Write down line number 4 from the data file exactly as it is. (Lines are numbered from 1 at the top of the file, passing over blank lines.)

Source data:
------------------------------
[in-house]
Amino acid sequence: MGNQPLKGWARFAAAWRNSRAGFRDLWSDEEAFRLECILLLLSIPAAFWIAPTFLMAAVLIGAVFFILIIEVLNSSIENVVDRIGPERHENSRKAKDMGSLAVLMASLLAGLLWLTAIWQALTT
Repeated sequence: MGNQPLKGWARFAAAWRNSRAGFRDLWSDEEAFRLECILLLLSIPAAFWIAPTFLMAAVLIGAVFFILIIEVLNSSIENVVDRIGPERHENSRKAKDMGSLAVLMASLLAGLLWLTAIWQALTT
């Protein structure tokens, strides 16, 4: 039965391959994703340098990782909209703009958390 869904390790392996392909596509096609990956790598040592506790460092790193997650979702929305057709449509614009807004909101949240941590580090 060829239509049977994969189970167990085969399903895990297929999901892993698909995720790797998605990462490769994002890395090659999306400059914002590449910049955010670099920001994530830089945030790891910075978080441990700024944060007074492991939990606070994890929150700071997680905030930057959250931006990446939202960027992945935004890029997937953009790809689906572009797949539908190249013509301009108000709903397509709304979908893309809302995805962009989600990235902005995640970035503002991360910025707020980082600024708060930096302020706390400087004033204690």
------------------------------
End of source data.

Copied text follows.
């Protein structure tokens, strides 16, 4: 039965391959994703340098990782909209703009958390 869904390790392996392909596509096609990956790598040592506790460092790193997650979702929305057709449509614009807004909101949240941590580090 060829239509049977994969189970167990085969399903895990297929999901892993698909995720790797998605990462490769994002890395090659999306400059914002590449910049955010670099920001994530830089945030790891910075978080441990700024944060007074492991939990606070994890929150700071997680905030930057959250931006990446939202960027992945935004890029997937953009790809689906572009797949539908190249013509301009108000709903397509709304979908893309809302995805962009989600990235902005995640970035503002991360910025707020980082600024708060930096302020706390400087004033204690």